Probability weighting and Ergodicity Economics

Probability weighting and Ergodicity Economics

One key observation that helped launch the field of behavioral economics into stardom is called probability weighting: a human cognitive bias to assign higher probabilities to extreme events than … well, than what? Than what someone else thinks the probabilities should be. Below, I will present a very simple mechanistic explanation, most of all for the iconic probability weighting figure in (Tversky and Kahneman, 1992). The result is a now familiar theme: (behavioral) economics expresses a more or less robust observation in psychological terms, as a persistent cognitive error. Ergodicity economics explains the same observation mechanistically, and as perfectly rational behavior.

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Democratic domestic product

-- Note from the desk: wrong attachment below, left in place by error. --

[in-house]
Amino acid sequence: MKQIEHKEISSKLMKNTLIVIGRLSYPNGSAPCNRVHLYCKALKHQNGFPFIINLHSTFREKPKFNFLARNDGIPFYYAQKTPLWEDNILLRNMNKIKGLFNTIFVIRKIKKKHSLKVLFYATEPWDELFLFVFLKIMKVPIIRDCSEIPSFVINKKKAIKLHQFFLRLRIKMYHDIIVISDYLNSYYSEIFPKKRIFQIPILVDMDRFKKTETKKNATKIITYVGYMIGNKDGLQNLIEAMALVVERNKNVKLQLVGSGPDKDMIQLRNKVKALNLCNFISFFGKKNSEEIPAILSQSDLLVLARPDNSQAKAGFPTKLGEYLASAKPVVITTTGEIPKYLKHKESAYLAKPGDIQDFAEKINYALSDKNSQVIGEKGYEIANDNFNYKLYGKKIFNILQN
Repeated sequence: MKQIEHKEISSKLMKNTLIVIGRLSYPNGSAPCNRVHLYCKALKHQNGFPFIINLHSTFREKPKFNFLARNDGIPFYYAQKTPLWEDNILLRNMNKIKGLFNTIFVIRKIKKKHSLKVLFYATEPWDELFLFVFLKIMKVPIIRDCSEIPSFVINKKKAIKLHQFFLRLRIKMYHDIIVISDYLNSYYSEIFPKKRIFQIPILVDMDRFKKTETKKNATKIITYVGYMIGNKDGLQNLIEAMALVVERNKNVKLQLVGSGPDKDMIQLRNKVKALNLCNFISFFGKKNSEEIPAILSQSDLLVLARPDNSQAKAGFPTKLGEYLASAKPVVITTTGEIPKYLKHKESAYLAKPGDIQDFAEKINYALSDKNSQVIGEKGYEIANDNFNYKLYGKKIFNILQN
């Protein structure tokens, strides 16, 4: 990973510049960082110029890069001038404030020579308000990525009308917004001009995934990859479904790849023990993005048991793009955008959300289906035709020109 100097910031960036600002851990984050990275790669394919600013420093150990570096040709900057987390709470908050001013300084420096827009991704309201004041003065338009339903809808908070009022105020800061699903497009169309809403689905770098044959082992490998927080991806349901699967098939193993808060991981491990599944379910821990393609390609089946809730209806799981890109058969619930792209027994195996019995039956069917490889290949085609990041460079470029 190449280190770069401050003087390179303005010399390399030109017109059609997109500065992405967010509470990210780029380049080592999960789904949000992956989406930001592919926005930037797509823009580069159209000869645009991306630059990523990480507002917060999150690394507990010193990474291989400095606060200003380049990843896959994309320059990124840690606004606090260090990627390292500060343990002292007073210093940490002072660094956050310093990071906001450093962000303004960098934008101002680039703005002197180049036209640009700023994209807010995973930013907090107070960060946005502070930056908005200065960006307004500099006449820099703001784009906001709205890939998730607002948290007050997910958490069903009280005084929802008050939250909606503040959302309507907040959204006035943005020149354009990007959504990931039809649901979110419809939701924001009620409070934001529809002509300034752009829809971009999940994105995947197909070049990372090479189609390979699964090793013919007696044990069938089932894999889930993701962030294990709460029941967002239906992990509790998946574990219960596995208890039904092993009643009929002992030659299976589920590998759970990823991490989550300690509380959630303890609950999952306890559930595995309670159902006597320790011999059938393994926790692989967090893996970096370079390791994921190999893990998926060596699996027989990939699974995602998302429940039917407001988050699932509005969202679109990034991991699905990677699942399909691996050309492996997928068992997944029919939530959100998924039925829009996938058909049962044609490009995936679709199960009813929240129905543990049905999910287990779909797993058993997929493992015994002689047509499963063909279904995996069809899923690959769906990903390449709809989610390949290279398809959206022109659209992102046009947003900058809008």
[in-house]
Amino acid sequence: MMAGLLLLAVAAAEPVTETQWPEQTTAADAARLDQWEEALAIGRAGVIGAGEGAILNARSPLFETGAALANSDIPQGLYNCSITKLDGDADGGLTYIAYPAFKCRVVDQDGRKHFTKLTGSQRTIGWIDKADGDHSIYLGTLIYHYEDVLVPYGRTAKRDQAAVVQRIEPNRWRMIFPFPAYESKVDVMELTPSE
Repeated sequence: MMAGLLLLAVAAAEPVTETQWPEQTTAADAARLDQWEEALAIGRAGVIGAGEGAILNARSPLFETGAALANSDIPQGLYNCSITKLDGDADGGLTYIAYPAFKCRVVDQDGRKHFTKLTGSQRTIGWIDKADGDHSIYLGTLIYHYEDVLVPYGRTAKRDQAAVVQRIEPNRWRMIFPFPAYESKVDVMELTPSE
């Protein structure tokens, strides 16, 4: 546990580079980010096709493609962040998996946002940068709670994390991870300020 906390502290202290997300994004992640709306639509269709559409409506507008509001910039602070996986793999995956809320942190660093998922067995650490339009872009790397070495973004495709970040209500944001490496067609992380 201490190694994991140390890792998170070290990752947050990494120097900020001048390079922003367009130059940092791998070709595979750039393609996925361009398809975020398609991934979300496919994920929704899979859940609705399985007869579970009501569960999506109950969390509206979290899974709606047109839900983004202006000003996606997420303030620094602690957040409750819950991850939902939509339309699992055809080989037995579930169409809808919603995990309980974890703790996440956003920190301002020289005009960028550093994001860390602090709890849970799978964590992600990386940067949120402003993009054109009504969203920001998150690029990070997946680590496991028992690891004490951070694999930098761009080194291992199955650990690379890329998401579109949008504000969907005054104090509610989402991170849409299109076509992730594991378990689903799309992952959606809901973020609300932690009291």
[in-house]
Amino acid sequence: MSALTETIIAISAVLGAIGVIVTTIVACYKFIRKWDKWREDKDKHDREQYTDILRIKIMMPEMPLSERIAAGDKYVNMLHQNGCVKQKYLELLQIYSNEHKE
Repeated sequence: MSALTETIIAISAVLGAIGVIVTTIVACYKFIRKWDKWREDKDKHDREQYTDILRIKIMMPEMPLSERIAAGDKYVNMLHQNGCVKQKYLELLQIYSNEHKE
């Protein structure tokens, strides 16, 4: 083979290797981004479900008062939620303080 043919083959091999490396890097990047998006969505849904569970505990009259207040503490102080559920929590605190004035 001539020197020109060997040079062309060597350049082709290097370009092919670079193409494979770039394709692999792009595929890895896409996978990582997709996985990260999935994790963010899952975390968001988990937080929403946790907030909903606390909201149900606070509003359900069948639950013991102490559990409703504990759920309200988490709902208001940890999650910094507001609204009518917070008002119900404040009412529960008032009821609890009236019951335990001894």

Democratic domestic product

Over the years, some words have established themselves at the London Mathematical Laboratory as a useful vocabulary. “Laplacing something” and “Weltschmerz” (p.32) are among these words. Another is “Democratic Domestic Product” or DDP — a humorous term, like all the others, that reflects the first response a student trained in ergodicity economics will have when confronted with Gross Domestic Product (GDP).

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